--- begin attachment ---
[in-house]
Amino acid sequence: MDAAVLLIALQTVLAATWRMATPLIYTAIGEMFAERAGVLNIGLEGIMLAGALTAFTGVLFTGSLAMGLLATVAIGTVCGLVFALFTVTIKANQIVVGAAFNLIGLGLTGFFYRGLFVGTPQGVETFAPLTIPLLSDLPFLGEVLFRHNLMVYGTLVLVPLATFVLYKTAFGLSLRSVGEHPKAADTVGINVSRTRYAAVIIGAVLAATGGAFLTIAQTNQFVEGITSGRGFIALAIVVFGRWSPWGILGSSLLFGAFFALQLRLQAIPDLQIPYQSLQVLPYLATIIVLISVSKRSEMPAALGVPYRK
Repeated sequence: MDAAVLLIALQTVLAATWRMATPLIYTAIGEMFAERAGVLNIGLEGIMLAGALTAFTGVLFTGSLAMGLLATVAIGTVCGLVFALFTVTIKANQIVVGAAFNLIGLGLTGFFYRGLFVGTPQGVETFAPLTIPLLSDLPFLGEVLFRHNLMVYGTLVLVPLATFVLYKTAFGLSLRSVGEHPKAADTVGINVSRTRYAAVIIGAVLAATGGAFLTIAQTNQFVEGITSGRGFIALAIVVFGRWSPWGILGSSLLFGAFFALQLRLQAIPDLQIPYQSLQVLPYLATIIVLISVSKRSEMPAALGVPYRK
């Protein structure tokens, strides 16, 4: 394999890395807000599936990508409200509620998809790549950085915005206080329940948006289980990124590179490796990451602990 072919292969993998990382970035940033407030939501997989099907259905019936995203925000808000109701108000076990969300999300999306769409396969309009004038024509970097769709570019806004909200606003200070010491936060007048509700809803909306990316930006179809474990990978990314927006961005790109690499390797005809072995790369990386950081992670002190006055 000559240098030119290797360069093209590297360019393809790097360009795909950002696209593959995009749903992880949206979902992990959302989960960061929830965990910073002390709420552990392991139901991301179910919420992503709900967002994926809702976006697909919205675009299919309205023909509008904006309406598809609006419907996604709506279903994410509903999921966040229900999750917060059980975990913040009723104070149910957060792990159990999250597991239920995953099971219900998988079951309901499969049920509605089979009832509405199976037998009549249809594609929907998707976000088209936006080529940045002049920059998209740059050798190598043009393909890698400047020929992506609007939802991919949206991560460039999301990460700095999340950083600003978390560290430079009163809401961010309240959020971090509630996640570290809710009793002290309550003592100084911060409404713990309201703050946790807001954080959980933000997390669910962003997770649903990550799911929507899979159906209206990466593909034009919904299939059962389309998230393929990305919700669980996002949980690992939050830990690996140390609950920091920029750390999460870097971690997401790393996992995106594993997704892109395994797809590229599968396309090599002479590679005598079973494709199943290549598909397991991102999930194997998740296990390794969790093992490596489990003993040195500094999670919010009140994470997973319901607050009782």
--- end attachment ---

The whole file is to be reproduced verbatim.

[in-house]
Amino acid sequence: MDAAVLLIALQTVLAATWRMATPLIYTAIGEMFAERAGVLNIGLEGIMLAGALTAFTGVLFTGSLAMGLLATVAIGTVCGLVFALFTVTIKANQIVVGAAFNLIGLGLTGFFYRGLFVGTPQGVETFAPLTIPLLSDLPFLGEVLFRHNLMVYGTLVLVPLATFVLYKTAFGLSLRSVGEHPKAADTVGINVSRTRYAAVIIGAVLAATGGAFLTIAQTNQFVEGITSGRGFIALAIVVFGRWSPWGILGSSLLFGAFFALQLRLQAIPDLQIPYQSLQVLPYLATIIVLISVSKRSEMPAALGVPYRK
Repeated sequence: MDAAVLLIALQTVLAATWRMATPLIYTAIGEMFAERAGVLNIGLEGIMLAGALTAFTGVLFTGSLAMGLLATVAIGTVCGLVFALFTVTIKANQIVVGAAFNLIGLGLTGFFYRGLFVGTPQGVETFAPLTIPLLSDLPFLGEVLFRHNLMVYGTLVLVPLATFVLYKTAFGLSLRSVGEHPKAADTVGINVSRTRYAAVIIGAVLAATGGAFLTIAQTNQFVEGITSGRGFIALAIVVFGRWSPWGILGSSLLFGAFFALQLRLQAIPDLQIPYQSLQVLPYLATIIVLISVSKRSEMPAALGVPYRK
């Protein structure tokens, strides 16, 4: 394999890395807000599936990508409200509620998809790549950085915005206080329940948006289980990124590179490796990451602990 072919292969993998990382970035940033407030939501997989099907259905019936995203925000808000109701108000076990969300999300999306769409396969309009004038024509970097769709570019806004909200606003200070010491936060007048509700809803909306990316930006179809474990990978990314927006961005790109690499390797005809072995790369990386950081992670002190006055 000559240098030119290797360069093209590297360019393809790097360009795909950002696209593959995009749903992880949206979902992990959302989960960061929830965990910073002390709420552990392991139901991301179910919420992503709900967002994926809702976006697909919205675009299919309205023909509008904006309406598809609006419907996604709506279903994410509903999921966040229900999750917060059980975990913040009723104070149910957060792990159990999250597991239920995953099971219900998988079951309901499969049920509605089979009832509405199976037998009549249809594609929907998707976000088209936006080529940045002049920059998209740059050798190598043009393909890698400047020929992506609007939802991919949206991560460039999301990460700095999340950083600003978390560290430079009163809401961010309240959020971090509630996640570290809710009793002290309550003592100084911060409404713990309201703050946790807001954080959980933000997390669910962003997770649903990550799911929507899979159906209206990466593909034009919904299939059962389309998230393929990305919700669980996002949980690992939050830990690996140390609950920091920029750390999460870097971690997401790393996992995106594993997704892109395994797809590229599968396309090599002479590679005598079973494709199943290549598909397991991102999930194997998740296990390794969790093992490596489990003993040195500094999670919010009140994470997973319901607050009782």